Footwork, proper noun, aka [Chicago] Juke (see also [Detroit] Jit, Shangaan electro)

So-called because of the associated dance crazes – essentially a contemporary form of break dance; wildly uptempo (140 – 170 BPM), characterised by syncopated beats laced with manically looped, pitched up (or down) vocal samples, usually from soul/reggae/hip hop records, or film dialogue.  Generally more artistic than its Baltimore counterpart but often still emphasising crass or novelty elements.

Origins: Long-hailed for being the crucibles of house music and techno in the Eighties, America’s Windy and Motor Cities have also laid claim to their own, respective ghetto/booty house and ghetto tech / booty bass variants since the early Nineties, with characters such as Chicago’s DJ Funk (and the Dance Mania label) and Detroit’s DJ Assault (and his Assault Rifle, Electrofunk and Jefferson Avenue labels) at the vanguard.  In the last decade, the pitched-up Juke and accompanying Jit strains have emerged to take frenzied precedence, where Juke focuses almost entirely on the feet, hence ‘footwork’, and Jit encourages the dancer to move his/her arms as well.  Hip hop is also integral, with the vocal hook from Ol’ Dirty Bastard’s Baby C’Mon being sampled for RP Boo’s pioneering 1997 hit, Baby Come On.

Juke is also a US slang term for a good party and, in the context of Juke Joints, has been a term used among African Americans for places of music/dancing/gambling/drinking since the late Nineteenth century.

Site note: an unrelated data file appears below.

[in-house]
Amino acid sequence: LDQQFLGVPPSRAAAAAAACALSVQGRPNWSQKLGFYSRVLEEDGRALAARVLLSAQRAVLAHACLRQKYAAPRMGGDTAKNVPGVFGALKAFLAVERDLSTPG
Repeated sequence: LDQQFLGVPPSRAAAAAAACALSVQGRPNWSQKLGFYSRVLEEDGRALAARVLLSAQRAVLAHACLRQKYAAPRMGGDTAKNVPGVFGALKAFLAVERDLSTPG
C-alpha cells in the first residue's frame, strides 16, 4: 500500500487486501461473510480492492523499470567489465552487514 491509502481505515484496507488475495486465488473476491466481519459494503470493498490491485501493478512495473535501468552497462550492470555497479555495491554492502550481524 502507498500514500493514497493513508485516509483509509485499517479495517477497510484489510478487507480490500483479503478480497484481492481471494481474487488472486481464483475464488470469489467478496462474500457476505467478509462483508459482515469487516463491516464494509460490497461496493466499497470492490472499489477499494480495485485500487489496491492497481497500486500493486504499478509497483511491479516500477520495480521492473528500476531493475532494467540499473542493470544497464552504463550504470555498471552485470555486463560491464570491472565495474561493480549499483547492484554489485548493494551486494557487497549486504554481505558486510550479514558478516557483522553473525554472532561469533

Key figures: Among the old school are Chicago DJs Funk (pictured above, performing at Glasgow’s Sub Club, no less) and Deeon, and Detroit DJs Assault and DJ Godfather, plus Ann Arbor’s Disco D (RIP), who also co-founded world- famous label Ghostly International.  DJ RP Boo first raised the Juke bar and Traxman, PJClent, Spinn, Rashad, Roc and Nate have followed suit via experimental tracks since the late Nineties.  Dude ‘N’ Nem’s Watch My Feet got brief MTV airplay, in 2007; Ghettophiles released Overkill, a Footwork compilation, in 2010; while British electronic experimentalist and niche club music guru Mike Paranidas, aka µ-Ziq, put out Bangs & Works Volume 1 on his Planet Mu label last year.  Bristol’s Addison Groove and London’s Girl Unit have consequently been incorporating elements into their productions.

An edited version of this feature was originally published in August 2011 by The List magazine.  It has been reproduced with their permission.

No TweetBacks yet. (Be the first to Tweet this post)

Leave a Reply

Your email address will not be published. Required fields are marked *